Seeing the different forms of bending and the intricate designs of the different nations were some of the best parts of the original, and it was spectacular to see the masterful artistry of the original fully realized in live action. Unfortunately, the CGI was inconsistent and often felt out of place, but the stellar fight choreography usually made up for the sometimes subpar elemental effects. CGI characters like Appa and Momo, while out of place, were perfectly serviceable. Bad visual effects didn’t really take away from the overall experience, but when they were good, it made it feel all the more magical.

Some of the episodes and story beats are either skipped over, switched around or are completely new, and with the hindsight of the show’s overarching story (which the original didn’t have), some of the changes really work. For instance, some of the latter half of the season follows a completely new plot thread that never existed in the original and fleshed out the Spirit World better earlier on. It’s risky to change up how a beloved story plays out, so I commend the showrunners at Netflix for that — it would have been so easy to just copy and paste the cartoon straight into live action. However, there are also times when the changes don’t benefit the show.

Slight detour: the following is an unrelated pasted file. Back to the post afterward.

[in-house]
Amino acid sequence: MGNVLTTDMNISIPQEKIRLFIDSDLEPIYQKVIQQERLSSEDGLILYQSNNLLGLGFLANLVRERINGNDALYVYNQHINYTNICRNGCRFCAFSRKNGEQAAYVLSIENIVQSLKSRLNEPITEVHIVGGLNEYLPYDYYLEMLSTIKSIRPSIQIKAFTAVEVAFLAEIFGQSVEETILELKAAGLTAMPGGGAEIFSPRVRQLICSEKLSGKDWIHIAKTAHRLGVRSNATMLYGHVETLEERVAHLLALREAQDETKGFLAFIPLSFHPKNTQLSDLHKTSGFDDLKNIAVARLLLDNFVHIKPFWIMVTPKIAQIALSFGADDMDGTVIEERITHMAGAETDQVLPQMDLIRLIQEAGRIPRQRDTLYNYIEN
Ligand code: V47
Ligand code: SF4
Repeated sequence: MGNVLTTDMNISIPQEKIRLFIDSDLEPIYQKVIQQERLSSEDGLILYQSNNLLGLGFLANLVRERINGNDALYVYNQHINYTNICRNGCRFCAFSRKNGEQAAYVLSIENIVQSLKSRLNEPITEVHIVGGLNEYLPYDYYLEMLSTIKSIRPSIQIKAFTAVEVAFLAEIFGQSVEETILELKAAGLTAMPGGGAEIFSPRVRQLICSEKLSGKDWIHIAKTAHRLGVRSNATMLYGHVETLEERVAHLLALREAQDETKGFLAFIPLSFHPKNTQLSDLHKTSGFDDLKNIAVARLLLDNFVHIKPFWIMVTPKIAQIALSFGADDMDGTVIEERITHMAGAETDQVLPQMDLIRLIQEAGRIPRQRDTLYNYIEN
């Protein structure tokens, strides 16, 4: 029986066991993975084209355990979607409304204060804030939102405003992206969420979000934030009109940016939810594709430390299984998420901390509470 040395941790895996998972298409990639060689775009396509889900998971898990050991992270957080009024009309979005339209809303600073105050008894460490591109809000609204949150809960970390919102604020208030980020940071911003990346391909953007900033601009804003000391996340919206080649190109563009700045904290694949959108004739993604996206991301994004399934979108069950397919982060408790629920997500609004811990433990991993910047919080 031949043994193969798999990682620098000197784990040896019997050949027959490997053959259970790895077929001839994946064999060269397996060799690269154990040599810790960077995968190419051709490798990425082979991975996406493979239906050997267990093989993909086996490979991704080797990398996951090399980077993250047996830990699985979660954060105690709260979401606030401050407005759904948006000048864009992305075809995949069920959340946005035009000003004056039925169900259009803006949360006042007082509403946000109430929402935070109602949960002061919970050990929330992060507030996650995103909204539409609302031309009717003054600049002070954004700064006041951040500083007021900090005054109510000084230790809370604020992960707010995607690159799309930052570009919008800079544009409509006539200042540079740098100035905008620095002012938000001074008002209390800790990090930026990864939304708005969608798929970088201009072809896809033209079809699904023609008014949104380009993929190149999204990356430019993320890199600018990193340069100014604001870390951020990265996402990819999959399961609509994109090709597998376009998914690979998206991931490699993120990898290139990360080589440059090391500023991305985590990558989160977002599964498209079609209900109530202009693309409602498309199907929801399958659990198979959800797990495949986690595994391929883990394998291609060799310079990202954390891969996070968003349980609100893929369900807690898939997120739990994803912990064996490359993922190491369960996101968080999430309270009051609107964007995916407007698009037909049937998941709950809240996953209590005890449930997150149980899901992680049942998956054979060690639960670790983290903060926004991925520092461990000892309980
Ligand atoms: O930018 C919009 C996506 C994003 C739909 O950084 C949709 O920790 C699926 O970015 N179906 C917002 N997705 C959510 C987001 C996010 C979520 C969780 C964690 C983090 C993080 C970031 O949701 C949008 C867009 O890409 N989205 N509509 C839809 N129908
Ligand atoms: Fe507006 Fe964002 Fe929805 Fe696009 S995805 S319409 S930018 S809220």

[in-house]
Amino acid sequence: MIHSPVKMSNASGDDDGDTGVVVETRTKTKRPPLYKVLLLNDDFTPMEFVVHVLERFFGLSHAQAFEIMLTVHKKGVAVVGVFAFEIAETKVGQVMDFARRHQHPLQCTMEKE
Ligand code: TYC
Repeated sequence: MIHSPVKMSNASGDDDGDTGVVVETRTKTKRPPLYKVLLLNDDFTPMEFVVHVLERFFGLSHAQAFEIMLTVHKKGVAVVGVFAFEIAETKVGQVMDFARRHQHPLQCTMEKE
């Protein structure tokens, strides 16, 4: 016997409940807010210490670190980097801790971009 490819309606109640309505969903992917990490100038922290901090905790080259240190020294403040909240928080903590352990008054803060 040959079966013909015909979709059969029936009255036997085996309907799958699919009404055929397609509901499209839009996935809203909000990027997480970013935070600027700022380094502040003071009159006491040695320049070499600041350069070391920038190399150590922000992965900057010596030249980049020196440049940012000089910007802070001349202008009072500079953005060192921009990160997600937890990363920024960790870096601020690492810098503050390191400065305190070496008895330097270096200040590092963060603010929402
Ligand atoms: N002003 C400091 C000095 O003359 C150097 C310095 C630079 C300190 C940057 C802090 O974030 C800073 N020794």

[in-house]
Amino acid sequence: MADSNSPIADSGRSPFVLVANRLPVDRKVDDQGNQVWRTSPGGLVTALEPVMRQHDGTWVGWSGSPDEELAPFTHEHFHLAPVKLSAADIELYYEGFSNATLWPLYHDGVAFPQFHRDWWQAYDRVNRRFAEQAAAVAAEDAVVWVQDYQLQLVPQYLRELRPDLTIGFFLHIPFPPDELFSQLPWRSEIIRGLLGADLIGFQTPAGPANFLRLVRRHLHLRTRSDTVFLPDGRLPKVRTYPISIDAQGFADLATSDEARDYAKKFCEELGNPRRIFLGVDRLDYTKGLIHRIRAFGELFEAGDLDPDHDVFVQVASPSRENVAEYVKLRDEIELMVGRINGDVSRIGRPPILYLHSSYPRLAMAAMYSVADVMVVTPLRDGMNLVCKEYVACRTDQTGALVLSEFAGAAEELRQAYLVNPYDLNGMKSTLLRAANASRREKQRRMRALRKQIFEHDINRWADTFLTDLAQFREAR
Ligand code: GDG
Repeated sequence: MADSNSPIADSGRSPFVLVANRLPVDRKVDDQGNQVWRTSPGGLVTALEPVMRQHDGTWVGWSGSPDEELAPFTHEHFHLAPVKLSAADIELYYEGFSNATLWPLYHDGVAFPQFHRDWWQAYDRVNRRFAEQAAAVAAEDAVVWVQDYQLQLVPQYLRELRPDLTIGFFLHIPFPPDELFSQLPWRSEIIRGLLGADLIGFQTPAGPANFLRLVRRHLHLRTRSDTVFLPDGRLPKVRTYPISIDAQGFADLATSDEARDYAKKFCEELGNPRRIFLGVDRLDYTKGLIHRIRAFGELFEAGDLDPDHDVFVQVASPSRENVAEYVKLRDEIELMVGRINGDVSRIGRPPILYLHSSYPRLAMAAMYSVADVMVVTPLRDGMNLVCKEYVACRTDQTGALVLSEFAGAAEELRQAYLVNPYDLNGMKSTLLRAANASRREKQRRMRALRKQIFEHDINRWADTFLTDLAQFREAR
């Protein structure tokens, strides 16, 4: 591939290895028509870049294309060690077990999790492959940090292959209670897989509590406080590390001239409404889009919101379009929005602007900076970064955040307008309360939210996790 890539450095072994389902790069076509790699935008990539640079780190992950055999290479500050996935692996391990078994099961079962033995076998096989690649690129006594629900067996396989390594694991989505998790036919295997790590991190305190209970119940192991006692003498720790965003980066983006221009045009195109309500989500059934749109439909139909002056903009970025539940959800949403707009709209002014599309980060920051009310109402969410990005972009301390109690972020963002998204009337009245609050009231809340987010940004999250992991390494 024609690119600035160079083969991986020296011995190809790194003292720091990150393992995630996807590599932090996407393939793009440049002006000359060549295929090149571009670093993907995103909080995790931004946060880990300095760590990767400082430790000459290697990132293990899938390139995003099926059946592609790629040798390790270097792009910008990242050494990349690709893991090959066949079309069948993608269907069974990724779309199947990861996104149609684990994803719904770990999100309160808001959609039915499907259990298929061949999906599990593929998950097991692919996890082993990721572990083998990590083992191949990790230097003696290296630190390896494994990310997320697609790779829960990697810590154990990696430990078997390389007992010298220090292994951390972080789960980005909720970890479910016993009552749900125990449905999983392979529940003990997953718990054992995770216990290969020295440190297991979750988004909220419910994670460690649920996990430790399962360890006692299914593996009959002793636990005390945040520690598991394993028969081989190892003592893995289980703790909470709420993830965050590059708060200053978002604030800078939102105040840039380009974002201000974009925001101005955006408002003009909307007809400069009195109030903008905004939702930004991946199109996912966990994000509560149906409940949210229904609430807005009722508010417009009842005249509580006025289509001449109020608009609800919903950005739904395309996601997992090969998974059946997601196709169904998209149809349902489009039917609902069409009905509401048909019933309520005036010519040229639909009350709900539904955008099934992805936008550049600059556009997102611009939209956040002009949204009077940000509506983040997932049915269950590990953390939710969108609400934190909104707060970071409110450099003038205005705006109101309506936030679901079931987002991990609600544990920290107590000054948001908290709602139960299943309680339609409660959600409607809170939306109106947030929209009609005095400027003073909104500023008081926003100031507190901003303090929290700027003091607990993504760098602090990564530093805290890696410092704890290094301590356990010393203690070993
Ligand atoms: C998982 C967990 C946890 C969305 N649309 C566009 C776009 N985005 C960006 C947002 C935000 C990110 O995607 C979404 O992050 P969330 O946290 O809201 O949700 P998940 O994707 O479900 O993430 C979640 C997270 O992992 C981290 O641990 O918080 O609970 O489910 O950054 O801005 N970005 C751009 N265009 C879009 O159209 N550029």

Important character moments from the original are just completely absent from Netflix’s adaptation. Zuko lacks his fiery rage and his character’s flaws, and merely comes across as bland. Aang, Katara and Sokka sparsely interact together, each usually doing their own thing every episode. A large part of what made the original so great was the bond formed between unlikely friends, and that just isn’t seen enough in this version. When they do interact, characters don’t behave naturally like in the animation — character feeling is portrayed by telling, rather than showing.